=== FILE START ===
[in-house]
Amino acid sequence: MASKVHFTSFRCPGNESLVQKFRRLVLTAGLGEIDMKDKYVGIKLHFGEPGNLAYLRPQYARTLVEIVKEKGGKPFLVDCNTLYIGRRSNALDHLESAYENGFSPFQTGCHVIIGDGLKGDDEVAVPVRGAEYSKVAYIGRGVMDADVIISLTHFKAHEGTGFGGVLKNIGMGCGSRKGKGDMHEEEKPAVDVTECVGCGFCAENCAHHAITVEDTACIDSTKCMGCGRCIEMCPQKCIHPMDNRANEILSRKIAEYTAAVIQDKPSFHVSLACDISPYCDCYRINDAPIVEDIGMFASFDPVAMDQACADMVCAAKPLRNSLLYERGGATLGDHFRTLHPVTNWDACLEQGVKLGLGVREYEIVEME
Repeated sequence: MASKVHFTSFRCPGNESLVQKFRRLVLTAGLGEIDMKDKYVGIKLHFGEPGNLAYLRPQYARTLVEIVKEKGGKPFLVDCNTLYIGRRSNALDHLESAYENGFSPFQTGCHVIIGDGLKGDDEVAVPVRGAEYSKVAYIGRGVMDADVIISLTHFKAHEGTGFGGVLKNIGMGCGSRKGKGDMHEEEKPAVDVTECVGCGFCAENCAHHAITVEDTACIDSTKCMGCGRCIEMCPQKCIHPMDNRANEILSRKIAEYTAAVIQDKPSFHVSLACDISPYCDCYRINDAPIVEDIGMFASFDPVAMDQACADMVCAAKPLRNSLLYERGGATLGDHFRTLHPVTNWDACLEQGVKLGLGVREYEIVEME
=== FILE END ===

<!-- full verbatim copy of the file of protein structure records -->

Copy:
[in-house]
Amino acid sequence: MASKVHFTSFRCPGNESLVQKFRRLVLTAGLGEIDMKDKYVGIKLHFGEPGNLAYLRPQYARTLVEIVKEKGGKPFLVDCNTLYIGRRSNALDHLESAYENGFSPFQTGCHVIIGDGLKGDDEVAVPVRGAEYSKVAYIGRGVMDADVIISLTHFKAHEGTGFGGVLKNIGMGCGSRKGKGDMHEEEKPAVDVTECVGCGFCAENCAHHAITVEDTACIDSTKCMGCGRCIEMCPQKCIHPMDNRANEILSRKIAEYTAAVIQDKPSFHVSLACDISPYCDCYRINDAPIVEDIGMFASFDPVAMDQACADMVCAAKPLRNSLLYERGGATLGDHFRTLHPVTNWDACLEQGVKLGLGVREYEIVEME
Repeated sequence: MASKVHFTSFRCPGNESLVQKFRRLVLTAGLGEIDMKDKYVGIKLHFGEPGNLAYLRPQYARTLVEIVKEKGGKPFLVDCNTLYIGRRSNALDHLESAYENGFSPFQTGCHVIIGDGLKGDDEVAVPVRGAEYSKVAYIGRGVMDADVIISLTHFKAHEGTGFGGVLKNIGMGCGSRKGKGDMHEEEKPAVDVTECVGCGFCAENCAHHAITVEDTACIDSTKCMGCGRCIEMCPQKCIHPMDNRANEILSRKIAEYTAAVIQDKPSFHVSLACDISPYCDCYRINDAPIVEDIGMFASFDPVAMDQACADMVCAAKPLRNSLLYERGGATLGDHFRTLHPVTNWDACLEQGVKLGLGVREYEIVEME